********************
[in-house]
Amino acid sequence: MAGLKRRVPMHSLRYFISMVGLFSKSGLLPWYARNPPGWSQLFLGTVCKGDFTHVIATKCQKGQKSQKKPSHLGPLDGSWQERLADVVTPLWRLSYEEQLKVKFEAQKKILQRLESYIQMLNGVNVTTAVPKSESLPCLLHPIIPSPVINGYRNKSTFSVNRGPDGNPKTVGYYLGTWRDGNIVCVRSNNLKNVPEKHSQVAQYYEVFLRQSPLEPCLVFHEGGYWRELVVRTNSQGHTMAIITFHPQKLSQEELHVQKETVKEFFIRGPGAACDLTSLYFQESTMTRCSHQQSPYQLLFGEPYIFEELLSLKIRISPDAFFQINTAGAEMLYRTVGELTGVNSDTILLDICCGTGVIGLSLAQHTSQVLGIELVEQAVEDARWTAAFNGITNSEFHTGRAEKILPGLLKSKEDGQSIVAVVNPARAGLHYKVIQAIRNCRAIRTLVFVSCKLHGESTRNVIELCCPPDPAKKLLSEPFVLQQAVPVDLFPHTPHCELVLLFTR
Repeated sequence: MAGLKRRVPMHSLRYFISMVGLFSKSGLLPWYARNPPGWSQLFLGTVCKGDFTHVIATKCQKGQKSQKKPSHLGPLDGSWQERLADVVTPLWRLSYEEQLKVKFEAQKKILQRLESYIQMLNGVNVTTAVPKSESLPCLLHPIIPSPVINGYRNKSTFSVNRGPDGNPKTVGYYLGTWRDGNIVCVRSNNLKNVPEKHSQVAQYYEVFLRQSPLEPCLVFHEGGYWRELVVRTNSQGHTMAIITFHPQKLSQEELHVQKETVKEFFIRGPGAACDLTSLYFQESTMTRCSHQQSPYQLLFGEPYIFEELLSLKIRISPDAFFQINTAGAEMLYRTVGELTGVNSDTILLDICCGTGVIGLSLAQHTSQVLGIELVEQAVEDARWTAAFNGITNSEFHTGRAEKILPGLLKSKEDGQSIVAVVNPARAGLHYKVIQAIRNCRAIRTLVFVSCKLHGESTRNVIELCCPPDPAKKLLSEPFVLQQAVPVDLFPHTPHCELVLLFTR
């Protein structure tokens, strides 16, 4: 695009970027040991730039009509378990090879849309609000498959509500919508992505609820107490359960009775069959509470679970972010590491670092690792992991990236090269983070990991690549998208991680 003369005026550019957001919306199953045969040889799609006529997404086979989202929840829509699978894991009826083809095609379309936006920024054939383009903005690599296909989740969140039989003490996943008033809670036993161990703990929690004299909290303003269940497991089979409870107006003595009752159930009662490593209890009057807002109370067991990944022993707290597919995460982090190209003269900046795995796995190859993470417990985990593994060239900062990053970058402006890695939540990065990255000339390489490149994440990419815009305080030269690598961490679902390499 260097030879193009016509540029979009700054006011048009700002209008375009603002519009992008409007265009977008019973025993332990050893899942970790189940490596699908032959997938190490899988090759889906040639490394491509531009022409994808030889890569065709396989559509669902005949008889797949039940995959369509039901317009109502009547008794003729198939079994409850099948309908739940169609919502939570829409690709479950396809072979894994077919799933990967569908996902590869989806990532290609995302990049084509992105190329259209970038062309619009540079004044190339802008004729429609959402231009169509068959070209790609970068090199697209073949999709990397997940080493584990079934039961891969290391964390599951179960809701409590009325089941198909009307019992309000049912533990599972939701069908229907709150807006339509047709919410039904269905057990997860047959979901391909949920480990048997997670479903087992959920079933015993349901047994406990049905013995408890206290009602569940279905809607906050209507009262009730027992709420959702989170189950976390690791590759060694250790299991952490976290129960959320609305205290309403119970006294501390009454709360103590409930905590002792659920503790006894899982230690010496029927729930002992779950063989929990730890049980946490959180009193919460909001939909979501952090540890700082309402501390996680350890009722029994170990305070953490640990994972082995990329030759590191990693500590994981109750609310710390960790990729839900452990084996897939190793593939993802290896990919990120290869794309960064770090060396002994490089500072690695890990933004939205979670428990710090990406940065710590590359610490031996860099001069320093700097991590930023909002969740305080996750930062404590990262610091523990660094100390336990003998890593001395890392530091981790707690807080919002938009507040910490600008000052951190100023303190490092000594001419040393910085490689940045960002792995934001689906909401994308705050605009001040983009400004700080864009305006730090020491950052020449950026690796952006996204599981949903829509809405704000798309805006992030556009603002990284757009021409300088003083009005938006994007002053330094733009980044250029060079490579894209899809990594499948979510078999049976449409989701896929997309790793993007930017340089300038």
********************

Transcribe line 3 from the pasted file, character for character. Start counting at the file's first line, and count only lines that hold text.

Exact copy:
Repeated sequence: MAGLKRRVPMHSLRYFISMVGLFSKSGLLPWYARNPPGWSQLFLGTVCKGDFTHVIATKCQKGQKSQKKPSHLGPLDGSWQERLADVVTPLWRLSYEEQLKVKFEAQKKILQRLESYIQMLNGVNVTTAVPKSESLPCLLHPIIPSPVINGYRNKSTFSVNRGPDGNPKTVGYYLGTWRDGNIVCVRSNNLKNVPEKHSQVAQYYEVFLRQSPLEPCLVFHEGGYWRELVVRTNSQGHTMAIITFHPQKLSQEELHVQKETVKEFFIRGPGAACDLTSLYFQESTMTRCSHQQSPYQLLFGEPYIFEELLSLKIRISPDAFFQINTAGAEMLYRTVGELTGVNSDTILLDICCGTGVIGLSLAQHTSQVLGIELVEQAVEDARWTAAFNGITNSEFHTGRAEKILPGLLKSKEDGQSIVAVVNPARAGLHYKVIQAIRNCRAIRTLVFVSCKLHGESTRNVIELCCPPDPAKKLLSEPFVLQQAVPVDLFPHTPHCELVLLFTR